Lessons learned from the panelists that could be beneficial for the justice reform also included; Legal scene in entertainment and prosecutorial reform in South Korea, the Usage of Legal Technology in Singapore and the Philippines, and the proposal to reform the law and regulations from the views of outsiders who face the pains from laws and judicial systems.
Owing to the limitation on traveling in the Covid-19 era, ASEAN and other countries agreed to cooperate on Mutual Legal Assistance (MLA) in order to tackle challenges in transnational crime. MLA is a series of processes, including identifying the legal basis for cooperation, establishing channels of communication and for transmission of requests, collecting information on legal and process requirements, drafting requests, and formally transmitting requests. MLAs may be based on treaties or also on the basis of reciprocity and domestic law.
This session focused on formal and informal methods of providing mutual legal assistance in matters involving transnational crime. The formal MLA that ASEAN implemented is called Treaty on Mutual Legal Assistance in Criminal Matters. In addition, ASEAN also has informal tools process to support the MLA, e.g., the South East Asia Justice Network (SEAJust) and Criminal Justice Forum for Asia and the Pacific (Crim-AP). Both organisations were set up during the pandemic; they offer platforms for regular meetings between designated authorities and focus on knowledge sharing and capacity building. These platforms have helped strengthen political commitment, foster mutual trust, and awareness-raising among central authorities as well as other law enforcement officials. The objective is not just to share information, but also good practices. Practitioners also get to know about how MLA requests are processed by receiving jurisdictions, which are otherwise not publicly documented. Efforts are ongoing to develop synergies between SEAJust and Crim-AP.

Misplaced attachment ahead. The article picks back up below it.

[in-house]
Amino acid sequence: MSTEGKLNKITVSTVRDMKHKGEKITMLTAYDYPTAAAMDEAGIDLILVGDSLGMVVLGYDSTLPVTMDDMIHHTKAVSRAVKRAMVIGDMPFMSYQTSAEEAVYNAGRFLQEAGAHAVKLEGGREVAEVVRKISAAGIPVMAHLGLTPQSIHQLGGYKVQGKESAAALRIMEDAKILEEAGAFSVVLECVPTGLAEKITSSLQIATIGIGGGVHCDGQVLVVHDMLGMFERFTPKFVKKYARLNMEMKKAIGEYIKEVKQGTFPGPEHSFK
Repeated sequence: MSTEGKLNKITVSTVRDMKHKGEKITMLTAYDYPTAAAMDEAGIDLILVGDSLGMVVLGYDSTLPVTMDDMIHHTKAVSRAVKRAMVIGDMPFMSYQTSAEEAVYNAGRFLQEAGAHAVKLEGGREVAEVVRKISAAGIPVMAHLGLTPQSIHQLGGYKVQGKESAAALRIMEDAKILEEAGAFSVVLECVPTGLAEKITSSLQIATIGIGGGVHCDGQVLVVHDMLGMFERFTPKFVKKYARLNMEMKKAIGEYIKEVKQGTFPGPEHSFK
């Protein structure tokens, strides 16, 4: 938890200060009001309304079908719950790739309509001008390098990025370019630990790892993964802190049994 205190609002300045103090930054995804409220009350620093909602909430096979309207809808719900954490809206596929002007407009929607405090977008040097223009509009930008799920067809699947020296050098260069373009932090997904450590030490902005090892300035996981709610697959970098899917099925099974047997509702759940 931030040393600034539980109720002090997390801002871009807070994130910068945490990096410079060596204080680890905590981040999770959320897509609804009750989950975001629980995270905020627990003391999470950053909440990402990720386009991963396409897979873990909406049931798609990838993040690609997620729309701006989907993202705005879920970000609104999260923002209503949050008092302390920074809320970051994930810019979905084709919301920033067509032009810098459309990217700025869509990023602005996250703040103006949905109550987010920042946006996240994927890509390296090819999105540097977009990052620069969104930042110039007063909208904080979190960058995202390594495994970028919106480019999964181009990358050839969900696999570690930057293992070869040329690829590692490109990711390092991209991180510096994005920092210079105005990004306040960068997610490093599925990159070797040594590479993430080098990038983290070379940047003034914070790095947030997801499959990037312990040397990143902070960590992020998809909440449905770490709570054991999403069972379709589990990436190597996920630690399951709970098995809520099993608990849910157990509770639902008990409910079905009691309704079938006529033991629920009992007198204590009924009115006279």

The ASEAN Senior Law Officials Meeting (ASLOM) was also recognized as a key platform and actor in bridging cross-sectoral gaps. ASLOM’s work prevents duplication and overlap in work done by sectoral bodies in ASEAN; it encourages collaboration, and in turn, more effectiveness. The ACCPCJ forum was also recognized as an important platform.
However, it was recognized that international cooperation was essential in tackling transnational crimes, as no country can tackle such wide-ranging complex crimes on its own. A key challenge is the different legal systems operating in different jurisdictions. In ASEAN, countries variously follow civil and common law systems, which create problems of cooperation and implementation of criminal matters. It was also noted that the ASEAN MLA Treaty was concluded in 2004, and while it remains a strong legal basis for cooperation, the nature of crimes themselves is constantly changing.
In conclusion, the panelists recommended that informal channels, e.g., the existence of SEAJust and Crim-AP can empower the act of crime combating while MLATs should keep up with new challenges of crime changing. Moreover, ASEAN should work for international cooperation for “universal jurisdiction” within international and national frameworks. Lastly, for the challenges of cybercrimes, ASEAN must train law enforcement officials and the public on cybercrime and online safety and cooperate with multi-stakeholders to mobilize resources to control the issue.
ASEAN Youth joined the 3rd ACCPCJ forum and presented their projects on the theme of “Future of Justice in the Digitized World” on the last day of the conference. The ASEAN Youth were divided into 5 groups to share their ideas on (1) Identity in the Metaverse, (2) Legal Liability in the Metaverse, (3) Human Rights and the Metaverse, (4) Safeguarding Creativity in the Metaverse, and (5) the Metaverse Monopoly.
The main topics in the discussion is digitized crime, e.g., stealing identity, online harassment, leak of personal data, and exploitation of the vulnerable, many problems are results of digital inequality; inaccessible to digital literacy and technology equipment.
All of the above led to interesting questions, for example; if our online identity has been assaulted, how could we verify and authenticate our online identity, and how would we do with the culprit? This problem has been reported in the Meta platform, but no one was punished.
Another case study is scammers, many countries in ASEAN are facing this problem together. Now, the region has the MLAT to tackle the issue. However, some questions remain unanswerable. As some of the offenders are from vulnerable groups; migrants and less educated. They are also victims of online exploitation. How should ASEAN do with this challenge?
Key recommendations to prepare ASEAN for the Future of Justice in the Digitized World vary. In summary, they suggested that ASEAN should raise awareness to and equip the vulnerable groups with digital literacy, update laws and regulations, call for financial and capacity support to tackle cybercrime, and close collaboration among the public-private-people partnerships.